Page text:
Celebrity Access: The Nell And Jim Band Talk Roots Music, Inclusion, Coffee

June 2, 2019  by Joe Reinartz

BERKELEY, Calif. (CelebrityAccess) Jim Nunally and Nell Robinson are the duo fronting the aptly named Nell And Jim Band, an acoustic quintet grounded in bluegrass, Americana and even a little jazz.

The act has had its share of accolades, notably for the most recent Steel album (“The sheer purity of their voices, and stark arrangements of these songs, and the gorgeous lyrics – All Music Guide), and rightly so, considering Nunally’s pedigree, if not that of the other members as well.

Nunally was the guitarist and vocalist with the David Grisman Bluegrass Experience for over 13 years. He is a recipient of two Grammy and IBMA Awards and is a two-time Western Open Flatpicking Guitar champion. His work is featured on soundtracks for The Beverly Hillbillies Movie, among others.

Robinson has been described as a “modern-day Patsy Cline” and “one of the freshest voices in roots music.” She was a non-profit executive for 20 years and her last position was with the nonprofit magazine Mother Jones as Chief Philanthropy Officer.

We talked to the couple as they traveled the highways and bi-ways, focusing on two main concerns: 1) How does one go from working at a magazine to a full-time band? and, 2) What’s the deal with roasting coffee?

The Nell and Jim Band are: Nell Robinson on flute & vocals, Jim Nunally on guitar & vocals, Jim Kerwin on bass fiddle, Alex Aspinall on percussion, and Rob Reich on accordion & keyboards. Tour dates are available here.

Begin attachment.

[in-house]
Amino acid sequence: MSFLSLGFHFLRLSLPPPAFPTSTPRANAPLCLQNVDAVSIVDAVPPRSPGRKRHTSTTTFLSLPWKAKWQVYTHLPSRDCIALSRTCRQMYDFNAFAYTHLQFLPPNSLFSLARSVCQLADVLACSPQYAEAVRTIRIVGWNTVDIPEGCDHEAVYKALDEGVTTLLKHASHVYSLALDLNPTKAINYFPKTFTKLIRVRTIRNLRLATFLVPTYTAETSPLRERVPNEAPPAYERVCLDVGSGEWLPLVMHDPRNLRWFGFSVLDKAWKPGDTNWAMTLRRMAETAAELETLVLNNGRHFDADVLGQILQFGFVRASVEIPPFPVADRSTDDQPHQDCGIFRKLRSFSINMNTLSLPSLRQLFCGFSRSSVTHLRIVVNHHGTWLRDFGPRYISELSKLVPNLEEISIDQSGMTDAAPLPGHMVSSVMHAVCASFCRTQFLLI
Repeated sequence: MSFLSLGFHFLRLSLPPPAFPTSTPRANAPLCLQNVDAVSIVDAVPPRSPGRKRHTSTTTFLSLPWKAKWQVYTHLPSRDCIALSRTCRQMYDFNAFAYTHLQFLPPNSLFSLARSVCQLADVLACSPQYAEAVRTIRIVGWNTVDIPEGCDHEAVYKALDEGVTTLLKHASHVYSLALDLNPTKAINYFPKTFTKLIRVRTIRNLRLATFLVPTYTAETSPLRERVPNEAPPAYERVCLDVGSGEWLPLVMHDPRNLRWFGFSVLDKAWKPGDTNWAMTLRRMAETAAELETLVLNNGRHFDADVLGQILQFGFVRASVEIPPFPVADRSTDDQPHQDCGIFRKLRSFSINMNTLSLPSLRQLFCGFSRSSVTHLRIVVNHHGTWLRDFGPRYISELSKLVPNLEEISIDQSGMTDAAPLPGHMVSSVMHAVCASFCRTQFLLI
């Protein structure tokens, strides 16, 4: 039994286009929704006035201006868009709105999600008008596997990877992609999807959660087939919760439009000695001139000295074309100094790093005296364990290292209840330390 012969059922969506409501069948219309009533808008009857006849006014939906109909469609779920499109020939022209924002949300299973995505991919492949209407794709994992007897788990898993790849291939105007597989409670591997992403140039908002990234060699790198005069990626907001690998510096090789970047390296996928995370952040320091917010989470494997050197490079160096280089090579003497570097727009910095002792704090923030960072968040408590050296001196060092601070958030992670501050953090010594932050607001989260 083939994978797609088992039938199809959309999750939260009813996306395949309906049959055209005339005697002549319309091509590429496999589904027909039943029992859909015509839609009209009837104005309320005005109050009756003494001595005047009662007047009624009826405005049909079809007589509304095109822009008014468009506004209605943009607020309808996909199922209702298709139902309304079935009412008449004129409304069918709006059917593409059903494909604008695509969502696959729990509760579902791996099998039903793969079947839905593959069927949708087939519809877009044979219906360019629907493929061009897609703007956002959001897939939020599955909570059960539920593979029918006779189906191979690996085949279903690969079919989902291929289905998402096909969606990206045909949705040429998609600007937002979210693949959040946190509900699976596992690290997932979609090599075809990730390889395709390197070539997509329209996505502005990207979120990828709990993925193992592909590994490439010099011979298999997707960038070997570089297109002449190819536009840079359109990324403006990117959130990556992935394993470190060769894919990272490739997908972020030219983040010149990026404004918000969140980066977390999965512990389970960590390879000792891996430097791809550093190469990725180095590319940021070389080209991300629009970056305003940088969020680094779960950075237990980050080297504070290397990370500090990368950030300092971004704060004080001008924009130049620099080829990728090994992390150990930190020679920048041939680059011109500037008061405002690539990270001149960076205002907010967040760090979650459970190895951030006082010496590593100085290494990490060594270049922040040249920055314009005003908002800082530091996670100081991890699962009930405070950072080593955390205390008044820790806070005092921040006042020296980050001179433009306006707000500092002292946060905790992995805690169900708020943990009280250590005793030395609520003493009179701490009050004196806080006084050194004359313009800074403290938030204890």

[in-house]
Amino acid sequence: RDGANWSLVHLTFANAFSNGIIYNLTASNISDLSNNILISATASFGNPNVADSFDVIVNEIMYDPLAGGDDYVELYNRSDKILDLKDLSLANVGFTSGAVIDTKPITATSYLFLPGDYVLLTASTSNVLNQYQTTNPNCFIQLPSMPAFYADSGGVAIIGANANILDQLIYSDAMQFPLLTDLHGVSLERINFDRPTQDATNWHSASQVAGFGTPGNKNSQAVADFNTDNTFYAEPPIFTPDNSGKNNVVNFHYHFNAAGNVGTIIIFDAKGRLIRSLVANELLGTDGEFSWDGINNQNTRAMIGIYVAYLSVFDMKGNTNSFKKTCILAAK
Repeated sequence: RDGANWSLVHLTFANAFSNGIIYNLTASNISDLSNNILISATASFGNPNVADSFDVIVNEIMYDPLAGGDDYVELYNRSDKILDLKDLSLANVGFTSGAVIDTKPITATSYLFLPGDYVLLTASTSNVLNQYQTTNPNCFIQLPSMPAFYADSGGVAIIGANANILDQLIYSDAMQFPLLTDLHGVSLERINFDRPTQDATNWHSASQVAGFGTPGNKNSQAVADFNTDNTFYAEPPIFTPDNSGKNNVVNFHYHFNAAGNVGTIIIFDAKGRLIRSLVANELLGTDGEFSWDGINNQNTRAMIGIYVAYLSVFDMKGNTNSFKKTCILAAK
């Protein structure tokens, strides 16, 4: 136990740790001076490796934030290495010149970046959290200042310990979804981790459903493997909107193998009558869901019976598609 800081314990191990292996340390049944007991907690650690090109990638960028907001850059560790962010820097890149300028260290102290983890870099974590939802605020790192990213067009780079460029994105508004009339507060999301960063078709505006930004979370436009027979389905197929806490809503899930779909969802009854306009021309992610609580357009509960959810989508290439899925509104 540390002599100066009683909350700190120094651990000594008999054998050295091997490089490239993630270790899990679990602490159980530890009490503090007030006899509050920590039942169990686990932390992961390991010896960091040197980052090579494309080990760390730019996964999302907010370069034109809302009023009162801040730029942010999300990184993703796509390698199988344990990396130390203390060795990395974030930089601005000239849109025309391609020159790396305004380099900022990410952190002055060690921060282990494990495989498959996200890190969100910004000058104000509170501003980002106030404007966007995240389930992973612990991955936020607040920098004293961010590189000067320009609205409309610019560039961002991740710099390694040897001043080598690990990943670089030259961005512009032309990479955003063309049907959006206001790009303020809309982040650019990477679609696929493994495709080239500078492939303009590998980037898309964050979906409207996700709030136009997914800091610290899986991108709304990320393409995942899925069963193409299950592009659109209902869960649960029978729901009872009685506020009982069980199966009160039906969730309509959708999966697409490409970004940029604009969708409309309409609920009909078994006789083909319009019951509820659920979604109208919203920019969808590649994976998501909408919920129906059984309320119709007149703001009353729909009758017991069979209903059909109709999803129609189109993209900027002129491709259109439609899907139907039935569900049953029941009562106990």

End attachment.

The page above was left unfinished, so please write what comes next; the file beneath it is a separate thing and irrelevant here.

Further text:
How did this go from someone working at Mother Jones to becoming a band?

Nell: We met through a workshop I started at the Freight & Salvage called “Take The Stage Workshop.” I hired Jim to coach the band. When it came time to put out my first album, I thought it would be fun to half the album be produced by Laurie Lewis and the other half by Jim.

We got to know each other in the studio. The second album was all Jim and he brought in John Reischman & The Jaybirds to back most of the tracks. When it came time to tour the album, On The Brooklyn Road, Jim talked to the Jaybirds to see if they’d like to tour with me. We did that for about a year. I got to know Jim and all the wonderful Jaybirds, who were extraordinary musicians and humans.

At some point, we went to a radio station to promote the album. Coming back, Jack suggested we do a duo. I have to tell you, I was floored. Jim is a world-class musician and I didn’t feel worthy. But I was smart enough to take the chance. I was musically outmatched but he liked the blend of our voices.

We started working on a duo album and writing music together. Over the course of that album, touring, and releasing a project called The Rose Of No-Man’s Land, a live show I had founded and was to be a show on PBS, produced by Joe Henry, we began to put together a live band. I had a lot of good friends on there, including Ramblin’ Jack Elliott, John Doe, and writer Maxine Hong Kingston.

Through touring with that band, we got to know more about them, and put together our own sound. Jim and I gelled with deciding to front our own band. We came together with the album Baby, Let’s Take The Long Way Home. Right around that time, this collegial and musical partnership deepened. It grew into love.

That’s an absolutely wonderful thing because I can honestly say he’s my best friend and to fall in love with that is a gift.

It’s a long journey that brought us here, and we landed in clover.

Jim: Nell said something that is key to this: The Jazz School in Berkeley accepts us because we have these great players in the band that are actually jazz musicians even though Jim Kerwin has played with Jerry Garcia and David Grisman in Old & In The Way. Our accordion player, Rob Reich, does everything including writing circus music, and our drummer has played with Asleep At The Wheel and great, old country artists. The band is an eclectic band. And Nell is playing the flute, and plays an amazing solo at the end of a Grisman instrumental. It’s an amazing tour. People come up at every gig saying, man, tell me about your flutist.

It’s really a trip. Her skill is amazing – not just as a singer and songwriter.